>>'Structural failures were exacerbated by poor casting and even worse acting on the part of major characters'

Just as Mrs Lee seems likely to give the game away, the most amazing volte face occurs: the lights go out and the whole thing is suddenly called off - everything that we have viewed up to that point has really been a rehearsal for a play. Before we have quite time to gather our wits about us, the eight characters are marching confidently to the fore of the stage and introducing themselves - their 'real' selves this time - together with the reasons why they have decided to act in a play as politically explosive as 'Half Century'. Some of the characters play themselves (e.g. Ai Meng, Curly and Henessey) but the rest are either friends, or friends of friends; one of them, Jude, is an old flame of Henessey's.

The rest of the play describes how the group reacts when Curly is subsequently hauled in by the ISD (the real McCoy this time) for questioning. Fault lines which have hitherto been masked by cooperation on the play now emerge, and a painfully long sequence of scenes spotlight the various cliques in turn. Although talk here is informative, especially with regards to Singapore's recent political history, it is also didactic and draggy, and then simply confusing - relationships between characters multiply at an exponential level, and it turns out that the ISD is not really after Curly (who masterminded the play together with Henessey) but someone else; it also turns out that Curly didn't actually write the play (Diamond, a mousy civil servant who plays Mrs. Lee, did), and that the play in any case doesn't have a conclusion - what does happen when the ISD nabs Curly both in the play and in real life?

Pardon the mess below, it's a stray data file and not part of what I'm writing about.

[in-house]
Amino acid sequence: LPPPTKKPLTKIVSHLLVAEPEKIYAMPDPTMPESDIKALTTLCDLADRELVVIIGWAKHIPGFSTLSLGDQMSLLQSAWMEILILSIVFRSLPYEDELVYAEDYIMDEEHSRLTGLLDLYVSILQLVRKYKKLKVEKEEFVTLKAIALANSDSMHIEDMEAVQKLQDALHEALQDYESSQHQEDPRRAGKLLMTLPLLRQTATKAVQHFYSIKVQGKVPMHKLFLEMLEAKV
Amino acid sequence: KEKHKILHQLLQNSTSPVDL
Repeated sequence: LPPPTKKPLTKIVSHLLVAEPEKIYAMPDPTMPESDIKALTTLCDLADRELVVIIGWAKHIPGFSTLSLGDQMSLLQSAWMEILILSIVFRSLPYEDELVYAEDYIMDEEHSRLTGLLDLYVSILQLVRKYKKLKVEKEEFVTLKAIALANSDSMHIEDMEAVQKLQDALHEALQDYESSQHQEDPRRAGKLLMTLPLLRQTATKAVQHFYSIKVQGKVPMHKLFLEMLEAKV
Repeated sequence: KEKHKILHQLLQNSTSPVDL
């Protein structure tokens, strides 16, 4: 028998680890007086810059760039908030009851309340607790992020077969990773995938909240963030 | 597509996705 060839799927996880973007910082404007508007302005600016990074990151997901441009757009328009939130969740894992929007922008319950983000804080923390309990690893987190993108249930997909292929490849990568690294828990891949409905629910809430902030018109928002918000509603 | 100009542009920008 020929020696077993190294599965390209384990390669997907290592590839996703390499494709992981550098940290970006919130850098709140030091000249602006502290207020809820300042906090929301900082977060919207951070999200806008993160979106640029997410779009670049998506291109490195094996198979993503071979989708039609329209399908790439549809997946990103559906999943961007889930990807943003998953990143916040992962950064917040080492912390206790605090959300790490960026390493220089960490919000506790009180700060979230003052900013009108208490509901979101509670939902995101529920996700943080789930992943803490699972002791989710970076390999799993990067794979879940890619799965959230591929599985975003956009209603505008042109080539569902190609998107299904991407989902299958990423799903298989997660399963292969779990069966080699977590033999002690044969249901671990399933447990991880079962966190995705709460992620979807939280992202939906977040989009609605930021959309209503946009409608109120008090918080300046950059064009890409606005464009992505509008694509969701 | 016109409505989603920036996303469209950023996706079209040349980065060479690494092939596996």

HALF CENTURY's ending coincides with that of its theatrical namesake when furious knocking at the doors of the Black Box stops the company from playing out their last scene, upon Curly's eventual release. We are of course meant to be alarmed, but as with all crude attempts to collapse the distinction between stage and reality, HALF CENTURY doesn't quite pull it off. The absence of impact is the cumulative result of a play that has been too clever by halves - using every trick in the book (including the stage equivalent of 'I woke up and it was all a dream'-type devices), it simply tried to do too much. It also tries to say too much in a clumsy and confusing attempt to link issues of artistic censorship with those of political repression.

Structural failures were exacerbated by poor casting and even worse acting on the part of major characters - the spry youth that Mervyn Goh is makes his coupling with Peggy Ferroa a gross mismatch; Gani Abdul simply does not have it in him to play the Angry-Young-Man-pushing-fifty that Curly is meant to be. Besides, he keeps forgetting his lines. Indeed, this seemed to be a common malaise amongst the cast members (with the exception of the excellent Fanny Kee, who plays Ai Meng), and along with the inconsistent use of stage properties (Guang Gong is imagined but Curly's and Henessey's class photo is not), speaks of an inexcusable lack of preparation. Minimalism may be fine and well as a feature of a production, but should not be used as an excuse for the lack of professionalism.

Society has a short memory and it is laudable that Heng should have attempted to rescue these figures from obscurity and infamy. That he believes in giving the Singaporean audience an alternative version of the truth is just as praiseworthy. Pity then that HALF CENTURY confuses more than it explains, and in its first execution, makes official history seem a far more attractive option.